Edward Zuma’s Branch Chairmanship Bid Thwarted: There was an outbreak of fisticuffs last Sunday between the supporters of President Jacob Zuma’s son, Edward Zuma and supporters of his political rival over the position of branch chairperson of the ANC’s Msholozi branch in the KwaNxamalala village in Nkandla.
The brawl started when Zuma tried to raise an objection because the name of one of his supporters was eliminated on the voters’ roll. But supporters of his rival, Doctor Bengu, reportedly prevented from raising his objection by drowned him out with chants.
In a bid to fight back, Zuma’s supporters began singing derogatory songs about Bhengu’s supporters. It was at this point that the fight broke out – nobody sustained injury or wound.
According to Independent Online (IOL), the branch general meeting was subsequently cancelled as a result of the chaos, thwarting Edward Zuma’s bid to win the chairmanship position.
The meeting, attended by more than 300 ANC members, was later postponed to April 30.
President Zuma’s son is a member of Msholozi branch and qualifies to stand for any position in the branch since he is good standing.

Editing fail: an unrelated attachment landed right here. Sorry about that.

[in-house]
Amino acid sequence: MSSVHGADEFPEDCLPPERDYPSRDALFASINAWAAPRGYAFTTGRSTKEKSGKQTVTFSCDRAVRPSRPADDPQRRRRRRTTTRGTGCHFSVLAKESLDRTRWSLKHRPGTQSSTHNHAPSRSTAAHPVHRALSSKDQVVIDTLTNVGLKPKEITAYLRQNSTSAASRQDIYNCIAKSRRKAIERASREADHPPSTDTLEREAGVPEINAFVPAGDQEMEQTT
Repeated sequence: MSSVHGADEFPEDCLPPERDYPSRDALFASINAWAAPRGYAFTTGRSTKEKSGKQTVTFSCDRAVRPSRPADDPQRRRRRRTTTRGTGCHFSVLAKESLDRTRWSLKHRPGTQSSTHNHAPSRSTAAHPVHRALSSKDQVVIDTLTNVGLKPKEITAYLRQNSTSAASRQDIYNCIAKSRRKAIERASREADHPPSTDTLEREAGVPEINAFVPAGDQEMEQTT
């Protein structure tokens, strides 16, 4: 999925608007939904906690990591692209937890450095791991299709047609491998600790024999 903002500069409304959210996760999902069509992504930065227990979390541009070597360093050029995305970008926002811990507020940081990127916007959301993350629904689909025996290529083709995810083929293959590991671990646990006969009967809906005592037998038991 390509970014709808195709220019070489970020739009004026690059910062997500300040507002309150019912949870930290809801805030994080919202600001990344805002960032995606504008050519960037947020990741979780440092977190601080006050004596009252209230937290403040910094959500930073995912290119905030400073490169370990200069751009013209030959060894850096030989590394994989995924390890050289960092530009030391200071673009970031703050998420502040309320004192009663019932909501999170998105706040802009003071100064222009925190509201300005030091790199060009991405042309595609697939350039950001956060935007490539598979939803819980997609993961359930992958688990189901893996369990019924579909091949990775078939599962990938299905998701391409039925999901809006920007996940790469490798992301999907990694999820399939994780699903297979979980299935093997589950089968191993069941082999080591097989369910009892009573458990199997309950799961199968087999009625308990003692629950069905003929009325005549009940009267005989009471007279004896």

Msholozi branch only deployed one candidate to the national elective conference and if he sure wins, it will be a plus for any female ANC presidential aspirant. He had earlier announced that he prefers a woman president.
Edward is known to be his father’s biggest and most vocal supporters. Severally, he has been caught in a square off with his father’s critics, including some ANC big shots and veterans.
Recently, he launched a scathing attack on ANC veteran Matthews Phosa asking President Zuma to step down for disgracing ruling party. He accused Phosa of painting ANC leadership badly and desiring to “service his long time master (Johann Rupert ) who he presented with farms in the province of Mpumalanga when again he was at the helm.”
Last week, he picked on ANC former leader Motlanthe Kgalema and other politicians who used stalwart Ahmed Kathrada’s funeral to condemn his father, describing their calls as “cheap politics”.